Friday, July 16, 2010

July 16, 1969
9:32am EDT -
Ignition view from the launch tower.
“Lift-off. ..we have lift-off, lift-off on Apollo 11!” cries Jack King from the launch control center. Fire and smoke have erupted from the bottom of the launch pad as the countdown reaches zero. Columns of flame rise on either side of the Saturn V. At the press and V.I.P. viewings sites, the spectacle unfolds in silence. From three miles away sound waves have not yet reached the viewers. But on television and radio microphones capture the thundering sound of the liquid engines as they roar to full thrust- 7.5 million pounds unleashed.
Now, slowly and majestically Saturn V rises into the air above the pad, with the great five F-1 rocket engines steering the booster away from the launch tower to avoid a collision. It is the heaviest and biggest object ever to leave the Earth, and it does so now riding a tail of flame 1,000 feet long. As the bottom of the F-1 engines clear the top of the hammerhead crane on the tower, the call goes out “tower clear!” Control of the mission now passes seamlessly to the Manned Space Center in Houston, Texas.
Inside Columbia Neil Armstrong follows the rocket’s progress carefully. He would later report that the Saturn was a series of vibrations rather than loud noise-with the great booster steering itself into the sky in a series of small, jerky movements. For the first 450 feet of the flight the rocket was vertical. Then it pitches over into a tilt and roll program to line up the rocket’s center of mass with the thrusting engines. The guidance computer inside the Instrument Unit holds Saturn in a tilt arrest profile for the remainder of the first stage’s burn. The computer is compensating for the wind conditions average for late July.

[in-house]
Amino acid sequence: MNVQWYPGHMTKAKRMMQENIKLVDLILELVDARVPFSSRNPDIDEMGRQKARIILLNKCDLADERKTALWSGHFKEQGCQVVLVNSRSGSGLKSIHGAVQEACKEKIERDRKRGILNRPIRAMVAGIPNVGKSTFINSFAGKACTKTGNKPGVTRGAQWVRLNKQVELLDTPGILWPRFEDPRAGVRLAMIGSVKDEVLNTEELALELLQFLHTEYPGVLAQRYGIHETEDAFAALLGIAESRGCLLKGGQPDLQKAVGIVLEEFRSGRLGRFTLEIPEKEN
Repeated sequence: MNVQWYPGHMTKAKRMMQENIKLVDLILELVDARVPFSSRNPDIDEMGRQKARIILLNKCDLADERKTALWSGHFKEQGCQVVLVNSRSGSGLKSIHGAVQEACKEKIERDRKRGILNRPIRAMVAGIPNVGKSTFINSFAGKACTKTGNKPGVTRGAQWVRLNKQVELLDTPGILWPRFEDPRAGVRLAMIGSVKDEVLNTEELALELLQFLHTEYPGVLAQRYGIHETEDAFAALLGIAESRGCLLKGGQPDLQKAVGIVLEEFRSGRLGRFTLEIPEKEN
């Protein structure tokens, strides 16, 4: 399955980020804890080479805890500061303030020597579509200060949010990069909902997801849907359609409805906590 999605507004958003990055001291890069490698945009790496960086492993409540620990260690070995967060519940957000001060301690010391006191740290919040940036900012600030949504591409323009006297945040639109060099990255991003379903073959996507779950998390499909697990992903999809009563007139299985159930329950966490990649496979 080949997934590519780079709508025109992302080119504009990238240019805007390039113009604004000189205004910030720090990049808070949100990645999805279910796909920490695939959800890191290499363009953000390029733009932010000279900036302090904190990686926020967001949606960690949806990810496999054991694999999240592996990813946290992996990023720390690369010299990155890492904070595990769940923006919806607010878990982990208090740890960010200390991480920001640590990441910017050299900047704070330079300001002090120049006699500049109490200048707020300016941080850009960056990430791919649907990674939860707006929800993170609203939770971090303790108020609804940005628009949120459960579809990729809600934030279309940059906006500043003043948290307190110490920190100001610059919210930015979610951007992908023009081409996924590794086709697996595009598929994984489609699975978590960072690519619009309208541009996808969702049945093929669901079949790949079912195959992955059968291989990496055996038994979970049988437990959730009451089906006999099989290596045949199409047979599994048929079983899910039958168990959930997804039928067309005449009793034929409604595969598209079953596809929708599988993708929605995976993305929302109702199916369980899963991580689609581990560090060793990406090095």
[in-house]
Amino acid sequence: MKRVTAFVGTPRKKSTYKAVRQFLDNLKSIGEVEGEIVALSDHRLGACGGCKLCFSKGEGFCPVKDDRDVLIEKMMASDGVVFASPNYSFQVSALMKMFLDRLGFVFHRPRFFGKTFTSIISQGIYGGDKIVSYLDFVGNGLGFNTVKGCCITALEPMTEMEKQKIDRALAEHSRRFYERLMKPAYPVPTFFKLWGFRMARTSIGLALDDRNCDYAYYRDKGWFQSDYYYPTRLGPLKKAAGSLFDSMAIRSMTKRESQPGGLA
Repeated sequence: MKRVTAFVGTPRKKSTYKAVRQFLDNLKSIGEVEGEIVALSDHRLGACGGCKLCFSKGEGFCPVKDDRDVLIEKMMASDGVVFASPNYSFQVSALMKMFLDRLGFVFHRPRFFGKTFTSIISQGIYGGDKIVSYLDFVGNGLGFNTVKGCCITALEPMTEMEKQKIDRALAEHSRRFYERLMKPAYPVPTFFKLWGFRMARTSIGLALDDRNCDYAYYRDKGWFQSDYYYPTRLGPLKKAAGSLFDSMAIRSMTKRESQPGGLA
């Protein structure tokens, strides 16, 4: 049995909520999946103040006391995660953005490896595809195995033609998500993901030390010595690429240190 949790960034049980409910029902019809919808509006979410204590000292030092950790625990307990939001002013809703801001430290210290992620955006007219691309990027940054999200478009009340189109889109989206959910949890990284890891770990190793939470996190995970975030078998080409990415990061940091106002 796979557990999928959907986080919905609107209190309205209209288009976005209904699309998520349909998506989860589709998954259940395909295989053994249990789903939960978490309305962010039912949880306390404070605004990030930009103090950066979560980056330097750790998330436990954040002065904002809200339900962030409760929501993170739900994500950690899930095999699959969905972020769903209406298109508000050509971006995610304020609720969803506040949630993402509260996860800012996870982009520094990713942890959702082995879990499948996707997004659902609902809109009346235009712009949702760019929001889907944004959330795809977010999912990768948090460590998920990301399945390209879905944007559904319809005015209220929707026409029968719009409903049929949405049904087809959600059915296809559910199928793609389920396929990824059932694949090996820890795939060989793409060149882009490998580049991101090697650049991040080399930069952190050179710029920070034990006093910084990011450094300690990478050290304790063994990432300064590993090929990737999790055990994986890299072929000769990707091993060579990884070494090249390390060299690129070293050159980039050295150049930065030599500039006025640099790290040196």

Heading skyward to make the journey from the Earth to the Moon.
From the observation stands the sound now hits the viewers. It is rolling, rhythmic sound that rattles pocket change and makes speech difficult. The crowd is on its feet now cheering, and all along the beaches millions roar their approval-Go! At one minute five seconds into the flight Saturn V hits the Sound Barrier and goes supersonic- from zero to 760 MPH in 65 seconds.
Stage one fires perfectly and drops away, followed some six minutes later by stage two. Stage three fires briefly to insert the rocket unit and the two spacecraft into a parking Earth orbit. At cut-off, it has been just over 11 minutes since lift-off.

12:02pm EDT -After a two hour and twenty-one minute checkout in orbit, the third stage fires up for about six more minutes. Apollo 11 becomes the third manned craft to leave Earth orbit.

12:52pm EDT -After the engine shuts down, Mike Collins takes control of Columbia. Explosive bolts detonate and four panels holding the Command and Service Modules to the top of the third stage fall away. Using his hand controls, Collins fires thrusters around the side of the Service Module, and Columbia moves out and away from the rocket, then turns around and doubles back. A probe in the nose of Columbia links with a receptacle atop the Lunar Module Eagle, nestled inside of the third stage rocket.
When latched together, Collins slowly pulls Eagle free of the now-spent rocket and the docked Apollo 11 spacecraft begin their three day voyage to the Moon. It has been four and a half hours now since lift-off.


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